Darwin not only requires ontological chance for his theory, he knows this, and defends his view in the chapter of the book I referenced. He also made this his final statement:

    On the other hand an omnipotent and omniscient Creator, ordains everything and foresees everything. Thus we are brought face to face with a difficulty as insoluble as that of free will and predestination.

    So there you have it. Darwin knew that his theory is as incompatible with determinism as is free will.
  • Michael
    7.3k
    Darwin knew that his theory is as incompatible with determinism as is free will.tom

    Maybe his theory is incompatible with determinism, but it doesn't then follow that evolution is. Evolution is a fact, and according to you so is determinism. Therefore they must be compatible.
  • Metaphysician Undercover
    4.4k
    So you believe that determinism isn't true? Why do you believe that?SonJnana

    Because I believe in free will, and for the reasons discussed already, I believe free will is incompatible with determinism.

    That one's will determines one's actions.Michael

    To say that one's actions are determined by ones will is a rather meaningless and irrelevant statement. It says nothing about free will, nor does it say anything about determinism. So it does not actually provide a definition of free will.
  • Michael
    7.3k
    It says nothing about free will, nor does it say anything about determinism. So it does not actually provide a definition of free will.Metaphysician Undercover

    It does provide a definition of free will: "to have free will is to have one's will be responsible for one's actions".

    To say that one's actions are determined by ones will is a rather meaningless and irrelevant statement.

    I don't see why it's meaningless. There's some thing which is the will, and it is causally responsible for one's actions. This is something that even the libertarian might agree with. The difference is that the libertarian wants for the will to be free from prior influence whereas the compatibilist doesn't think it matters.
  • bahman
    530
    I find it strange that those who deny free will in the face of determinism, because the two really aren't compatible, baulk at the notion that evolution is therefore also incompatible.

    The case for the incompatibility of determinism with evolution is actually much easier to make. Determinism really means there are no chance events. Evolution requires chance to exist as a ontological ultimate.

    Darwin actually wrote about this in the last chapter of his "The variation of animals and plants under domestication."

    God either plays dice or he does not.
    tom

    That just means that randomness is not globally allowed. You still can have local randomness.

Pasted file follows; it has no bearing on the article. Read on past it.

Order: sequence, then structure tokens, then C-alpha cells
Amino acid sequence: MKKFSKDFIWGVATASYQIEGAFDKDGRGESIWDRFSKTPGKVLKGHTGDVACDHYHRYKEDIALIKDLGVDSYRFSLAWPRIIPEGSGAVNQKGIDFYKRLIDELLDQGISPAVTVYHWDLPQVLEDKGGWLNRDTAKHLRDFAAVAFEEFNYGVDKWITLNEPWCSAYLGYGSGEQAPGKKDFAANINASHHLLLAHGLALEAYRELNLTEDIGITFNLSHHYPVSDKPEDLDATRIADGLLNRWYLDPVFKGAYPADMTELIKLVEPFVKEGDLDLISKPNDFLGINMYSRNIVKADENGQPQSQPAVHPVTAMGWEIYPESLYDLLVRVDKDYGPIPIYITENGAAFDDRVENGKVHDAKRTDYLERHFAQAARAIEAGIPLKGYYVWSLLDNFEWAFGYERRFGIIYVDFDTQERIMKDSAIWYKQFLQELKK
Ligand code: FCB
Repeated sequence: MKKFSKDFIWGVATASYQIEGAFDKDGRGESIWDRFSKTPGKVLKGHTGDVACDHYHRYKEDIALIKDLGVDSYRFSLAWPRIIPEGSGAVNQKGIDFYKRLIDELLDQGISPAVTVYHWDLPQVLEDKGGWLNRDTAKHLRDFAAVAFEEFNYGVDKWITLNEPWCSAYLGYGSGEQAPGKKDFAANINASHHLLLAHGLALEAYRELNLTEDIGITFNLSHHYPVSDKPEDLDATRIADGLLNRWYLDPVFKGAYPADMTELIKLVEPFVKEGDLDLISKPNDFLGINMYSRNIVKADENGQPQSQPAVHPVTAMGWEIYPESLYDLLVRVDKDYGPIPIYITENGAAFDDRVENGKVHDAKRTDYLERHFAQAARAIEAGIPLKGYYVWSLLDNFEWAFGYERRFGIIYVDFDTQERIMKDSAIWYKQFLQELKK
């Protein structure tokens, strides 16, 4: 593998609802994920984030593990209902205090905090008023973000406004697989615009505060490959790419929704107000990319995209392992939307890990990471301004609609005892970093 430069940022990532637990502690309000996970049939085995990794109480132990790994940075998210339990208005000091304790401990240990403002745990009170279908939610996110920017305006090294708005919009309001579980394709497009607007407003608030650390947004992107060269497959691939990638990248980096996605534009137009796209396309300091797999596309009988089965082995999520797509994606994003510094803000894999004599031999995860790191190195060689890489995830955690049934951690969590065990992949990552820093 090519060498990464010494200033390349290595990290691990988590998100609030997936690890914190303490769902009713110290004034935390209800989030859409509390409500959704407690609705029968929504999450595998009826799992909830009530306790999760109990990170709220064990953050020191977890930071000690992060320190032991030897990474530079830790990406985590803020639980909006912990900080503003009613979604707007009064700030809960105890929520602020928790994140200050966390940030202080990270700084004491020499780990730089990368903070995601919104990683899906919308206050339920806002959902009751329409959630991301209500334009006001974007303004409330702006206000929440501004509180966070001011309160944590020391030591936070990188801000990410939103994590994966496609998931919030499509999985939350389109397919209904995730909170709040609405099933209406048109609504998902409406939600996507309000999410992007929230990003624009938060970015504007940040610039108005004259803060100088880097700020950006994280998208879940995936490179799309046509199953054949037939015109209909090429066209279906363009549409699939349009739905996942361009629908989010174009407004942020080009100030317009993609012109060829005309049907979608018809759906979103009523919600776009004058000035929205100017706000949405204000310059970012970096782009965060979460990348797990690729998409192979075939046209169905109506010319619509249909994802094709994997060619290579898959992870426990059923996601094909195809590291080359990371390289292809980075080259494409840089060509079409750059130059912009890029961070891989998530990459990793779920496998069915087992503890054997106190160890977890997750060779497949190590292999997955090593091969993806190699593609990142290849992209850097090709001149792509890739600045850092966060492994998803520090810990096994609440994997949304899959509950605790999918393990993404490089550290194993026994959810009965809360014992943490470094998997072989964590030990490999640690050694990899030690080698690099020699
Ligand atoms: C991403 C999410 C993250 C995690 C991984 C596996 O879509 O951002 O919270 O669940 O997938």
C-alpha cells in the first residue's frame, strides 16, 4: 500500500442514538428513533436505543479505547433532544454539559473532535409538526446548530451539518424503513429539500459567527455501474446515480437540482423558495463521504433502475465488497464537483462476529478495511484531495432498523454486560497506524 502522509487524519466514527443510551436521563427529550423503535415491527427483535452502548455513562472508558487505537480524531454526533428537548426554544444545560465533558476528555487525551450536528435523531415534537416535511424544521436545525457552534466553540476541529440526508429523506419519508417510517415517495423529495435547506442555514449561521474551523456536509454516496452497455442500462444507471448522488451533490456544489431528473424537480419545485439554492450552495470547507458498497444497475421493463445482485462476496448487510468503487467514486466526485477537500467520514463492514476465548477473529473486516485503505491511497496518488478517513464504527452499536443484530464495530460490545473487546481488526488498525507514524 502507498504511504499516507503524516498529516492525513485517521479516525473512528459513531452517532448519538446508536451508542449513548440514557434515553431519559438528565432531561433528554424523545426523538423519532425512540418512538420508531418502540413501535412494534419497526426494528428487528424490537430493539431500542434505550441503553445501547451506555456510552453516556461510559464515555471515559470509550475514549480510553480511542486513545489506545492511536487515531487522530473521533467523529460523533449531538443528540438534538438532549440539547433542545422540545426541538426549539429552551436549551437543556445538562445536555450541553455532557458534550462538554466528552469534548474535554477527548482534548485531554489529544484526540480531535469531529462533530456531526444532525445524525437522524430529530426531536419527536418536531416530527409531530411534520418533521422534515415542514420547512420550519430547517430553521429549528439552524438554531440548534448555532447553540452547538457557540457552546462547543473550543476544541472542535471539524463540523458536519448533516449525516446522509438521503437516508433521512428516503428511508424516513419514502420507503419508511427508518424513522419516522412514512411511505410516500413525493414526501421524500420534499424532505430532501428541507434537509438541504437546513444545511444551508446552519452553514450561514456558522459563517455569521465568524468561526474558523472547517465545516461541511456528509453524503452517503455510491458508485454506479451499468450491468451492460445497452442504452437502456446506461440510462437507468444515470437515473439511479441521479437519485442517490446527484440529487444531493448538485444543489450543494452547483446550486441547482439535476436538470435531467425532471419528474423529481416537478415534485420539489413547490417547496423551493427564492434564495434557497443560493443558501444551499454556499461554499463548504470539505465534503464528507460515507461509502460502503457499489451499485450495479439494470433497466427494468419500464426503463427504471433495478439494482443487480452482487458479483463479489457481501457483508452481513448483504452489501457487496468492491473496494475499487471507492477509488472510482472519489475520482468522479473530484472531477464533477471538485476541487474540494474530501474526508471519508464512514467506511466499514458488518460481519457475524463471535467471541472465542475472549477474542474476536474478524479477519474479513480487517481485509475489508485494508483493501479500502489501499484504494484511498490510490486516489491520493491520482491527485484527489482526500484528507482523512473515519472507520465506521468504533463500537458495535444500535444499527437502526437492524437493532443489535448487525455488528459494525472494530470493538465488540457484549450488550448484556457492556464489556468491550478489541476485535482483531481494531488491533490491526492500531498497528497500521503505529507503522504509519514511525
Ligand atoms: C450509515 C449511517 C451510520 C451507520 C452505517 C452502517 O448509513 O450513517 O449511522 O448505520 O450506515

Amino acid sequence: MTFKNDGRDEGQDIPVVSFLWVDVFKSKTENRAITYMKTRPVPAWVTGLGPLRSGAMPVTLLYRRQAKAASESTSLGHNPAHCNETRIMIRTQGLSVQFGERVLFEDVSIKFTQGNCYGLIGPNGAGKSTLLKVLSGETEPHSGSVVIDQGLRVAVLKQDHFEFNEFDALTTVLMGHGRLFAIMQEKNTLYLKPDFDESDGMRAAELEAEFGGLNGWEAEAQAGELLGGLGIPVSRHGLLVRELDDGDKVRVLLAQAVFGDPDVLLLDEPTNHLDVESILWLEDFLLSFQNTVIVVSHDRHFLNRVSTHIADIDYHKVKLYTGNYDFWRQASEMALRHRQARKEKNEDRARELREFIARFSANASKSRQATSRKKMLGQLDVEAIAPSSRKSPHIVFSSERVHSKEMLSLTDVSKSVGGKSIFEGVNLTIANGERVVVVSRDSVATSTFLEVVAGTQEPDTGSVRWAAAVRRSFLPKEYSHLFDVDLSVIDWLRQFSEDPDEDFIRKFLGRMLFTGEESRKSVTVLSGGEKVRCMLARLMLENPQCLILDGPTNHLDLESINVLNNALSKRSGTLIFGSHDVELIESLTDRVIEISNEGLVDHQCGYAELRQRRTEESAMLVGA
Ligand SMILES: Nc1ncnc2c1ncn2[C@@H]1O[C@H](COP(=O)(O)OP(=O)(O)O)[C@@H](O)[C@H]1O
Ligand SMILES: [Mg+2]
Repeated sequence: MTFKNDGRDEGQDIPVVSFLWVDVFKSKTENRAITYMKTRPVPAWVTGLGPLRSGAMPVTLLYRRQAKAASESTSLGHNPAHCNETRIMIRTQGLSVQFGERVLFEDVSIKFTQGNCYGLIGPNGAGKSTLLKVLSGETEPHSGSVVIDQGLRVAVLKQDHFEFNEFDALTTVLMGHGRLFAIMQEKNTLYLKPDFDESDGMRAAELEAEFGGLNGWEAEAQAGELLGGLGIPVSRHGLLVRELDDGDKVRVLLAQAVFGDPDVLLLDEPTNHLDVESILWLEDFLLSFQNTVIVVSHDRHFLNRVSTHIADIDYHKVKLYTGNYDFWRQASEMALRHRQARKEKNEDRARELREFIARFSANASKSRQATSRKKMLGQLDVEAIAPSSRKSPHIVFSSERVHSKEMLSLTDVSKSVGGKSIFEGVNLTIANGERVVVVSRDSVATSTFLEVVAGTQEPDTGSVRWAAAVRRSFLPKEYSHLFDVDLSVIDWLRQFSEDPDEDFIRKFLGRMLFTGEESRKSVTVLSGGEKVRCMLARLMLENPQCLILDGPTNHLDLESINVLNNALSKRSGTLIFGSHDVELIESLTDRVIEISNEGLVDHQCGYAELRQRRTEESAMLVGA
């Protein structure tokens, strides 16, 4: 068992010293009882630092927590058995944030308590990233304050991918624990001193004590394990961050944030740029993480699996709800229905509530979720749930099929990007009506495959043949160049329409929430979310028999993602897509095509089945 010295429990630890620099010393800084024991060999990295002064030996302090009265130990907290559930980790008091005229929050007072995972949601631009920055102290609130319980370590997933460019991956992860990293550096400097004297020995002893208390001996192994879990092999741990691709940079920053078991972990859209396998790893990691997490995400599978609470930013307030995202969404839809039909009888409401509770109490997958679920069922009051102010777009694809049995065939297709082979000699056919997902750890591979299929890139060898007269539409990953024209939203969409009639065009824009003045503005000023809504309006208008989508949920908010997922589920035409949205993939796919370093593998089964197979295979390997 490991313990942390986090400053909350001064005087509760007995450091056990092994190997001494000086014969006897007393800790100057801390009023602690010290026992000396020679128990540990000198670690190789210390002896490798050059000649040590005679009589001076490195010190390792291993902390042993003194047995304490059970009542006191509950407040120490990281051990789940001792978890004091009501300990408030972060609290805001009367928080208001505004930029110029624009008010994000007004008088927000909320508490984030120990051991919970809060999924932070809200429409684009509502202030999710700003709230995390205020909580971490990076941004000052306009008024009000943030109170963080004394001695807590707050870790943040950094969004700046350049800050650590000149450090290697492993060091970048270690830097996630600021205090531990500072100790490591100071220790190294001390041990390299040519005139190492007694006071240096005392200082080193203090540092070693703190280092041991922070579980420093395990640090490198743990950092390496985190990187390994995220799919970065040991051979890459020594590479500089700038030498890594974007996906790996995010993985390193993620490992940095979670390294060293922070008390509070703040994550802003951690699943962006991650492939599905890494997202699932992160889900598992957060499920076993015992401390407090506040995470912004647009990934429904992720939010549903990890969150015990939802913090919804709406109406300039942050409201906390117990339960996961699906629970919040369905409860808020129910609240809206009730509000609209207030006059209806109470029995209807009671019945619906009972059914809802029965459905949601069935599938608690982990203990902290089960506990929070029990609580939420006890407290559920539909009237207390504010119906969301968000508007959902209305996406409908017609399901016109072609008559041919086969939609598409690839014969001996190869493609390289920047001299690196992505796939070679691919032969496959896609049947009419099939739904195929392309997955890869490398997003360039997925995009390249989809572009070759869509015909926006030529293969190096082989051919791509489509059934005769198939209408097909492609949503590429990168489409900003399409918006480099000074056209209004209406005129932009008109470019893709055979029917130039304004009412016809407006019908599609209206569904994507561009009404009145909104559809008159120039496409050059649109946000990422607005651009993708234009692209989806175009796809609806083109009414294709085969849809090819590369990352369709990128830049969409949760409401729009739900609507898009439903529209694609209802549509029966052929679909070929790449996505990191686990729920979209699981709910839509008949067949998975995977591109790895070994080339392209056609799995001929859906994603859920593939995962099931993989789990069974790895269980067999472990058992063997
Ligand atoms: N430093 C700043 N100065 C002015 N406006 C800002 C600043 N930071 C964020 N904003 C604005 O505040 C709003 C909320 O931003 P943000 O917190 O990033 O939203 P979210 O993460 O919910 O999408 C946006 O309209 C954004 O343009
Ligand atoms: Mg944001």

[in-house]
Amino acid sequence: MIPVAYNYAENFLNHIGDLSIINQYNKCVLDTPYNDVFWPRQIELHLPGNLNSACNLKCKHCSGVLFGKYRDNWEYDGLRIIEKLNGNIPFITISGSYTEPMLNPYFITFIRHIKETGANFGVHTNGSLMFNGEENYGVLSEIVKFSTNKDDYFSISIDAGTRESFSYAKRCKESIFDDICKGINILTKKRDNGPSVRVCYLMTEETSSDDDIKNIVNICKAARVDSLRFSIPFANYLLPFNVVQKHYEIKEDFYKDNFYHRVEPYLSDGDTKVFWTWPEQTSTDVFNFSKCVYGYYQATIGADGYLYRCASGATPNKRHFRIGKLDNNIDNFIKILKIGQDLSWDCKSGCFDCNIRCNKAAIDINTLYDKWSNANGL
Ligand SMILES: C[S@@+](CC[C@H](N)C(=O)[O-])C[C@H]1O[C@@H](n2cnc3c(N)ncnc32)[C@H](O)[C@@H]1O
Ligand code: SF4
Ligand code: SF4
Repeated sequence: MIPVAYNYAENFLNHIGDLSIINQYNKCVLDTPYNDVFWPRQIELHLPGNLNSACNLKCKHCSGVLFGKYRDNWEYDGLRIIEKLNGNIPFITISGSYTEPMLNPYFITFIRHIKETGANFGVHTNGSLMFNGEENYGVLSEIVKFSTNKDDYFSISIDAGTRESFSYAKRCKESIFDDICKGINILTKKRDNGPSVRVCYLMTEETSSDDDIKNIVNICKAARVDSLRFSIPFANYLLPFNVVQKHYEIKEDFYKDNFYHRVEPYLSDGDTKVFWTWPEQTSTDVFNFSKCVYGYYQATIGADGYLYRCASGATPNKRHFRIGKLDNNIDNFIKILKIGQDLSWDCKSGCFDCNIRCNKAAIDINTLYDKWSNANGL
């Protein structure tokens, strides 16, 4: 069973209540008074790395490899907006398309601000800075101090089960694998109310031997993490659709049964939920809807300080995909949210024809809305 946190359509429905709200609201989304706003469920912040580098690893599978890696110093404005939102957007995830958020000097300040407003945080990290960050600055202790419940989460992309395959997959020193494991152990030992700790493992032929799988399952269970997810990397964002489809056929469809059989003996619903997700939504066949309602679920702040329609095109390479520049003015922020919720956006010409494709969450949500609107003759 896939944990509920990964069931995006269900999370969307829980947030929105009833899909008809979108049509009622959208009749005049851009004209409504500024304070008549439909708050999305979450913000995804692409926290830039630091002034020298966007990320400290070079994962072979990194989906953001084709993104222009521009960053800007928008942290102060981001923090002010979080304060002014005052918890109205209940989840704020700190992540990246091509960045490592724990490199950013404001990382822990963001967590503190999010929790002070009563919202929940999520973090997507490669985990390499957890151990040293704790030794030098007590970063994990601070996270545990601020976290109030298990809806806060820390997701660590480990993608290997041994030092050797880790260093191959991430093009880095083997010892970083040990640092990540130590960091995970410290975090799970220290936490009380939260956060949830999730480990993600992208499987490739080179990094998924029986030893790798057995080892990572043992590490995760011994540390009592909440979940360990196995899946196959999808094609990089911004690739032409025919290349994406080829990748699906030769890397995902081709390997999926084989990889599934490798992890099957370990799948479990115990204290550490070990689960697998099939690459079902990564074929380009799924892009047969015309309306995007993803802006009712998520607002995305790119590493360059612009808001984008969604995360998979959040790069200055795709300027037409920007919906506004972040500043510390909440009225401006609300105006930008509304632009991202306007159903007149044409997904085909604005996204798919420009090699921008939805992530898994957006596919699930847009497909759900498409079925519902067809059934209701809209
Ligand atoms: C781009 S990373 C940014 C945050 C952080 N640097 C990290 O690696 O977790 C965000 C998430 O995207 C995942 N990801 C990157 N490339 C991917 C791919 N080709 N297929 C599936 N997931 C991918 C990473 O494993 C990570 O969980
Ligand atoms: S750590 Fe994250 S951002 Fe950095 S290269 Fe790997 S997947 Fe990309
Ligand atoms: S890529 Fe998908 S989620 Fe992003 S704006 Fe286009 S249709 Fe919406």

• Metaphysician Undercover
    4.4k
    It does provide a definition of free will: "to have free will is to have one's will be responsible for one's actions".Michael

    Your definition states what it means to have "will". It doesn't state what it means for that will to be free. It just states that if one's will is responsible for one's acts, that person's will was necessarily free. So your definition would not be good in legal situations, because even under duress, coercion, and force, a person's will is responsible for one's actions.
  • Rich
    3.2k
    It does provide a definition of free will: "to have free will is to have one's will be responsible for one's actions".Michael

    What people have are choices in direction of action that are constrained. The legal system actually had it about right differentiating between premeditated actions and actions that are spontaneous (instinctual), though it is darn difficult for a jury to determine almost all of the time. Yet, the basic understanding is sound. Free will is a hopeless phrase created by philosophers for bantering purposes. It has no value and never had.
  • bahman
    530
    What is compatibilist definition of free will?
    — bahman

    That one's will determines one's actions. Whether or not one's will is determined is irrelevant (to the compatibilist). As Schopenhauer said, "Man can do what he wills but he cannot will what he wills."

    Edit: I missed charleton already saying exactly this.
    Michael

    So compatibilists don't care about determinism? Moreover what is the definition of will?
  • Michael
    7.3k
    Your definition states what it means to have "will".Metaphysician Undercover

    It doesn't. One can have a will but it might not be responsible for one's actions (e.g. perhaps if this is correct). In such a case one wouldn't have free will, but would have a will. It is only when the will is responsible for one's actions that one has free will.

    So your definition would not be good in legal situations, because even under duress, coercion, and force, a person's will is responsible for one's actions.

    It wasn't as precise as it could have been, but it's easy enough to understand that it excludes these situations.
  • Michael
    7.3k
    So compatibilists don't care about determinism?bahman

    They might care about determinism; they just don't think it poses a problem for free will.

    Moreover what is the definition of will?